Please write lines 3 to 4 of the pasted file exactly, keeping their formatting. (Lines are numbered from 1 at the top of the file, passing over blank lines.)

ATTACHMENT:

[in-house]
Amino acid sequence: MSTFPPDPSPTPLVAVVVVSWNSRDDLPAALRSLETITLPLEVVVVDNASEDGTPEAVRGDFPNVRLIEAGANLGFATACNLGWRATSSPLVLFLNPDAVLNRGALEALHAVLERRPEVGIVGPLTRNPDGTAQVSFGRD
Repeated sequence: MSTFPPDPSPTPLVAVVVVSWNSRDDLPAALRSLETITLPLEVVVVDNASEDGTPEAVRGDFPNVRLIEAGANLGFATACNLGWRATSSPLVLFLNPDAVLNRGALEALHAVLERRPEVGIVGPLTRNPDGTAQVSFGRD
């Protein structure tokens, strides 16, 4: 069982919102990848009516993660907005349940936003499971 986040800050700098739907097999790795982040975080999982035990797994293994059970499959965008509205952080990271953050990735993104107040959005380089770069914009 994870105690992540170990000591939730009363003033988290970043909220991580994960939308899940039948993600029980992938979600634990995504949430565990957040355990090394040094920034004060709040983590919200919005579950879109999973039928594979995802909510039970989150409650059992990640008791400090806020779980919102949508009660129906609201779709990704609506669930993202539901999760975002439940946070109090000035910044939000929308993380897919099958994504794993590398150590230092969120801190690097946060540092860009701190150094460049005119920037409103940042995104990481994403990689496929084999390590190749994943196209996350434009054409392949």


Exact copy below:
Repeated sequence: MSTFPPDPSPTPLVAVVVVSWNSRDDLPAALRSLETITLPLEVVVVDNASEDGTPEAVRGDFPNVRLIEAGANLGFATACNLGWRATSSPLVLFLNPDAVLNRGALEALHAVLERRPEVGIVGPLTRNPDGTAQVSFGRD
């Protein structure tokens, strides 16, 4: 069982919102990848009516993660907005349940936003499971 986040800050700098739907097999790795982040975080999982035990797994293994059970499959965008509205952080990271953050990735993104107040959005380089770069914009 994870105690992540170990000591939730009363003033988290970043909220991580994960939308899940039948993600029980992938979600634990995504949430565990957040355990090394040094920034004060709040983590919200919005579950879109999973039928594979995802909510039970989150409650059992990640008791400090806020779980919102949508009660129906609201779709990704609506669930993202539901999760975002439940946070109090000035910044939000929308993380897919099958994504794993590398150590230092969120801190690097946060540092860009701190150094460049005119920037409103940042995104990481994403990689496929084999390590190749994943196209996350434009054409392949």